Until recently, Environmental and Social Governance (ESG) in Australia has been largely unrecognised, ignored, misunderstood, or fractured across functions. However, reporting on ESG strategy and performance is gaining momentum as stakeholders have started to look more deeply for answers to ‘why did this happen?’ and ‘how did we get here?’ when major ESG issues have threatened to derail good business.
This change in stakeholder mindset has been a key driver to Australian businesses and industry becoming more ESG aware. Externally funded projects are being asked to prove that investor money is protected, that projects have worked diligently to lower risk exposure and that cheques can be cashed with a clear conscience. Highlighting the necessity for a company’s ethical performance to be as transparent and valuable as the balance sheet.
An increase in ethical investor funded projects in Australia has also triggered a change in focus towards establishing an Australian ESG baseline of standards. These development projects naturally come with reportable, auditable ESG lending commitments; unlike the internally corporate funded projects we have been used to seeing. ESG qualified lending opens up access to a wider range of funding and brings with it brand and reputation advantages as consumers increasingly move to brand conscience products. These requirements are evident with funding sources such as Northern Australia Infrastructure Fund, Clean Energy Finance Corporation and the Australian Super ethical portfolio.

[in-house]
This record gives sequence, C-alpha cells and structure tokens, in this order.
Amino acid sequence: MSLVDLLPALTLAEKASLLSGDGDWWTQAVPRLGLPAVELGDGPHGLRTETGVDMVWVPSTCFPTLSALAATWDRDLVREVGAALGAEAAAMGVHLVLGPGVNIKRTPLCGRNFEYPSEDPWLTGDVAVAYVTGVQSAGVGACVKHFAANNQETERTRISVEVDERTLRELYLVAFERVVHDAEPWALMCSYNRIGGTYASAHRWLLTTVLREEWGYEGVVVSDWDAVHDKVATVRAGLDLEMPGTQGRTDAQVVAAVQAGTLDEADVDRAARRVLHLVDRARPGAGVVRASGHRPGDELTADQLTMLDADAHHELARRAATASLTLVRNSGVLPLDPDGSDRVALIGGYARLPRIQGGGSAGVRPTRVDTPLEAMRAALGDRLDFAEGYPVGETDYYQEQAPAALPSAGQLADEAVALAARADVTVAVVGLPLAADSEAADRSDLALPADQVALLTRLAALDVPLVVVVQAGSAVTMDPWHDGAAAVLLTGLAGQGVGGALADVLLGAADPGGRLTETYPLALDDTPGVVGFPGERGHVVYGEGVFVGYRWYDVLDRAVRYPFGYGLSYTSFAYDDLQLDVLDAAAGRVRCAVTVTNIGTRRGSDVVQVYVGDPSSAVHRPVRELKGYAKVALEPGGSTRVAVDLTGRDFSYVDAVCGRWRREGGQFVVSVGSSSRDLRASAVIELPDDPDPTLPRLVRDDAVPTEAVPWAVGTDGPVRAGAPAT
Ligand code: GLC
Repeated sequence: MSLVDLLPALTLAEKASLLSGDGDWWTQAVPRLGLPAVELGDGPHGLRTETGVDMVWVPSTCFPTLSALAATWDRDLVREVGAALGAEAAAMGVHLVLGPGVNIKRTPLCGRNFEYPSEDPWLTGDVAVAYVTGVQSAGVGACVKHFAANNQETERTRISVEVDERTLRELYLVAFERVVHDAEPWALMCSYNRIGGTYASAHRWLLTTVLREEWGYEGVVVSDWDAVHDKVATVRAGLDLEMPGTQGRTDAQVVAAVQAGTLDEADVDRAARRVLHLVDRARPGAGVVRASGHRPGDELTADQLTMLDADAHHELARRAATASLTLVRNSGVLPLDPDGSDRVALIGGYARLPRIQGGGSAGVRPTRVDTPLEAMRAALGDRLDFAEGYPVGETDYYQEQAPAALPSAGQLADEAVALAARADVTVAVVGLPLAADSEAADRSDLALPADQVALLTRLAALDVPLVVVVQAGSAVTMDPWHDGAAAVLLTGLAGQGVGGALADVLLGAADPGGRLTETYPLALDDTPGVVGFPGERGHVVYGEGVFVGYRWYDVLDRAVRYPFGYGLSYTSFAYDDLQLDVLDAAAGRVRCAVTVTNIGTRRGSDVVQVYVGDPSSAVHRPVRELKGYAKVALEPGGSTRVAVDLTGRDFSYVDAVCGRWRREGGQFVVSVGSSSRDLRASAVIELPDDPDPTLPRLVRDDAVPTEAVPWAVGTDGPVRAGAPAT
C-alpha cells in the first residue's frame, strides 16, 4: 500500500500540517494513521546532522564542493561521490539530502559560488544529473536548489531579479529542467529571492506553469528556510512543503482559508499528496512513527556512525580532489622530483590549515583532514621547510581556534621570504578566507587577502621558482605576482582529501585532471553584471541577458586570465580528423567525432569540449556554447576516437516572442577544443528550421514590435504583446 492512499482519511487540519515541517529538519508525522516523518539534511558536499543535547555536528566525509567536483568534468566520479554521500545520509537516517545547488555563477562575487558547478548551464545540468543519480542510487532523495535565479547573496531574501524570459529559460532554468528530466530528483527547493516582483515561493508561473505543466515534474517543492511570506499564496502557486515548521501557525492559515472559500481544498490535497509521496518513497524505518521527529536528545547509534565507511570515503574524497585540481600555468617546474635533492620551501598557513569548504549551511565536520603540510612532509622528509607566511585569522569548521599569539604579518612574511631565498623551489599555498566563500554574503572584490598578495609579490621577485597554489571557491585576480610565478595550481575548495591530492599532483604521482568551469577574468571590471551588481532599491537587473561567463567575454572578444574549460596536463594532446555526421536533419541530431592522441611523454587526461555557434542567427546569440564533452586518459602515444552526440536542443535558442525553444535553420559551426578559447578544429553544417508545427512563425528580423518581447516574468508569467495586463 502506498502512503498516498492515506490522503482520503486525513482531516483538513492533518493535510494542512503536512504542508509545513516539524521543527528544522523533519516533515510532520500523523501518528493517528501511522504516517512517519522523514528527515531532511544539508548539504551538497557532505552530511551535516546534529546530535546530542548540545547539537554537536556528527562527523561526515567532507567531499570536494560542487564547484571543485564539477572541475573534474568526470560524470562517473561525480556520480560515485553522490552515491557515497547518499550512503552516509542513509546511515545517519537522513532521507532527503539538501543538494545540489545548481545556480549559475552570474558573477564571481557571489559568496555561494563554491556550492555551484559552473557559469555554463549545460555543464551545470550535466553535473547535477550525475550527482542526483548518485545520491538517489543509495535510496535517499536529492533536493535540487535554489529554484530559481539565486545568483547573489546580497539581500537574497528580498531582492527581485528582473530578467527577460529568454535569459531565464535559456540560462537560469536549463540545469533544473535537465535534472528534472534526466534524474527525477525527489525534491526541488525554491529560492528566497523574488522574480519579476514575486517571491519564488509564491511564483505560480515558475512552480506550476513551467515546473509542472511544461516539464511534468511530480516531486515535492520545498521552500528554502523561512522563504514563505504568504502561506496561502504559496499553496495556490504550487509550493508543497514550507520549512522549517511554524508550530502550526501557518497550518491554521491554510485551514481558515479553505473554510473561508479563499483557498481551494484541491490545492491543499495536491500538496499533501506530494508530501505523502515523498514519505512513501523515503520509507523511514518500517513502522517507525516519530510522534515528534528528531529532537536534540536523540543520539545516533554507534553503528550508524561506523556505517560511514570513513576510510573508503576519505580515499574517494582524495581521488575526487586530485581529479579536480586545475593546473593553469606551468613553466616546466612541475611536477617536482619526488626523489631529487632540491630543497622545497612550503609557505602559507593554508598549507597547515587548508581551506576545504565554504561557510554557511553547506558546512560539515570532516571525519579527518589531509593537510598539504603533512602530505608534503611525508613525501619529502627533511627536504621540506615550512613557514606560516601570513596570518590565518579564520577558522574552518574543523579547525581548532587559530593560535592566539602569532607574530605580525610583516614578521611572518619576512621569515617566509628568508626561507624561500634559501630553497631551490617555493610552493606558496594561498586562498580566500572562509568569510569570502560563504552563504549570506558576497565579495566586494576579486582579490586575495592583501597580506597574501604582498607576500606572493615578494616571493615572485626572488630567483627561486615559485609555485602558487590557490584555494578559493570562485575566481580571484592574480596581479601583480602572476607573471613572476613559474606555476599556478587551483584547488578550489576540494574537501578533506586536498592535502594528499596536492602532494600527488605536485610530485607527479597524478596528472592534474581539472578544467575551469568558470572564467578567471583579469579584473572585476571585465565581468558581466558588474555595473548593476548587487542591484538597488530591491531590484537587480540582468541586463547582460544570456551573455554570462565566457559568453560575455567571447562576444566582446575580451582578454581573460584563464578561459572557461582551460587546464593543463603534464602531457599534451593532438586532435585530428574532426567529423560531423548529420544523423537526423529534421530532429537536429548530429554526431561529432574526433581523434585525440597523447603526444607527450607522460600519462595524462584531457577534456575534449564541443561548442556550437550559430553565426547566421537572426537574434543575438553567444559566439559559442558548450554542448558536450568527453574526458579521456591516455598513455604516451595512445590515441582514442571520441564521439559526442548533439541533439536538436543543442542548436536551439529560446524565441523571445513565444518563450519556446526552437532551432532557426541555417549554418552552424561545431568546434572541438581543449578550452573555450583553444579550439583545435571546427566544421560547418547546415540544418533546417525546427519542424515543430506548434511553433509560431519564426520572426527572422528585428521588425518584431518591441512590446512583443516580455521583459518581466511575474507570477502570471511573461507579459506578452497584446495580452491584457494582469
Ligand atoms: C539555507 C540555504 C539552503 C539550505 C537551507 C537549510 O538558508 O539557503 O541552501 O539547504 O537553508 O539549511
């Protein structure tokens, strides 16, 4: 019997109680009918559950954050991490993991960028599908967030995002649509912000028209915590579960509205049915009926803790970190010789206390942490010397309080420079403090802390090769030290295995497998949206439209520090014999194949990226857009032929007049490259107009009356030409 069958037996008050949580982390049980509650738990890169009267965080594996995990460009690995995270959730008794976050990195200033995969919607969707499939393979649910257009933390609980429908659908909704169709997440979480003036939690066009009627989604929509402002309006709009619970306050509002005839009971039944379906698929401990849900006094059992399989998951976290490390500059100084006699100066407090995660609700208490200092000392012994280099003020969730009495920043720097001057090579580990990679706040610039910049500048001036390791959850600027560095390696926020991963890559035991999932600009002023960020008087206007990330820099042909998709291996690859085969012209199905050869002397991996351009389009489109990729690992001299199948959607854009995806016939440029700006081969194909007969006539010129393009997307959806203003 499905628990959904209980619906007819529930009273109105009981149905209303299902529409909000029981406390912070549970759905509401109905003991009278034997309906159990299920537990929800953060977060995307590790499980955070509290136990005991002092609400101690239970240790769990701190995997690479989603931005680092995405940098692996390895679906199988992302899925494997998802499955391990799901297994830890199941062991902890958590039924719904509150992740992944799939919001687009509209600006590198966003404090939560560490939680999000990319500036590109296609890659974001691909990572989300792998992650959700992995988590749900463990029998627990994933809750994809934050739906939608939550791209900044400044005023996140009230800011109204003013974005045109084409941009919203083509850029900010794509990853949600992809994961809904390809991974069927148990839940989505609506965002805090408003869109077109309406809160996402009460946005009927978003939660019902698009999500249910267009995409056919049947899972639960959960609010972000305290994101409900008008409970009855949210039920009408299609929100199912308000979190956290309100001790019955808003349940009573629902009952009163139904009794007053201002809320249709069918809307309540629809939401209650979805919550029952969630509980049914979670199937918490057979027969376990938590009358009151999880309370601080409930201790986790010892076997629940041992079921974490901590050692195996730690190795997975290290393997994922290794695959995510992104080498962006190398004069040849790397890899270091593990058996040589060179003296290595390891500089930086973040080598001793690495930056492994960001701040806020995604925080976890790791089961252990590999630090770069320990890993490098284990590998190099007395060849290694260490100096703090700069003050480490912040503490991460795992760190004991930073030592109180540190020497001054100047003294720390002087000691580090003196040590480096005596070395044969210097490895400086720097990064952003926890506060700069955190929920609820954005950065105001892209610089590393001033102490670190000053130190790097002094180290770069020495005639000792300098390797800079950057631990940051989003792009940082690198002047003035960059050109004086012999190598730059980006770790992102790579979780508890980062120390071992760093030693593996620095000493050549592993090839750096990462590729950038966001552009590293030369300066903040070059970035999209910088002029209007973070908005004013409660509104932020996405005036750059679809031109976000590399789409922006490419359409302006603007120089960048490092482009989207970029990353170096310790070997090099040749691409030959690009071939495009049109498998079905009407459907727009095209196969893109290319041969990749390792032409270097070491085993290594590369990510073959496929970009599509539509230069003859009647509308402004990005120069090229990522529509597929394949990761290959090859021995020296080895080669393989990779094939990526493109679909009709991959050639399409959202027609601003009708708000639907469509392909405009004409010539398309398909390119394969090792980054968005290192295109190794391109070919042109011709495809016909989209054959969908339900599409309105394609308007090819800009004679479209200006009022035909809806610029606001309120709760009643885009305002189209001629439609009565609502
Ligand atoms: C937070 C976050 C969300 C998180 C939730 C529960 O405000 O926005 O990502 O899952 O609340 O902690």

Recent ESG issues being reported in the media are adding to widespread stakeholder and community concern, the bar has been raised and people are tired of history repeating itself. Simply put, with proper ESG due diligence and auditing it is possible that many incidents could have been avoided. Incidents have included a diverse range of issues such as irreparable environmental damage, human rights violations, procuring supply chain products developed using child labour; the list goes on. Australia is just beginning its ESG journey and awakening to the serious ramifications of not addressing ESG at board level with big brands driving change by investing in green technology, renewable energy sources and looking deeper into supply chains.
Solely reporting on quantitative ESG is no longer enough, to mitigate risk companies require planning, actions, auditing, and continual improvement applied to qualitative ESG parameters and global standards of stewardship. To develop ESG readiness within corporate systems preparation is key. The planning, development, implementation, and auditing of ESG risk exposure and control systems is essential to minimise risk and to prevent critical, avoidable mistakes.
Sustainability has been helping investors, companies, lenders, and stakeholders across the globe deal with ESG issues for over 20 years. Now, Sustainability is experiencing an increasing trend in clients requesting ESG support in WA from both global and local brands. This local uptrend shows it is essential for Australia to act on developing and implementing ESG stewardship as a practice in order to stay competitive as exporters and protect our reputation.
Bringing global experience to the local context, Sustainability’s approach to mitigating ESG risk involves deep knowledge of compliance, best practices and management systems, backed by knowledge gained and consolidated by working across the resources, construction, manufacturing and financing industries.
Examples of this experience across various fronts regarding environmental, social, governance and safety components includes large-scale development projects across the world for lender funding and loan agreements including the European Bank of Reconstruction and Development, World Bank, United Nations, Asian and African Development banks, International Finance Corporation among others through to supply chain ESG for local Lithium miners.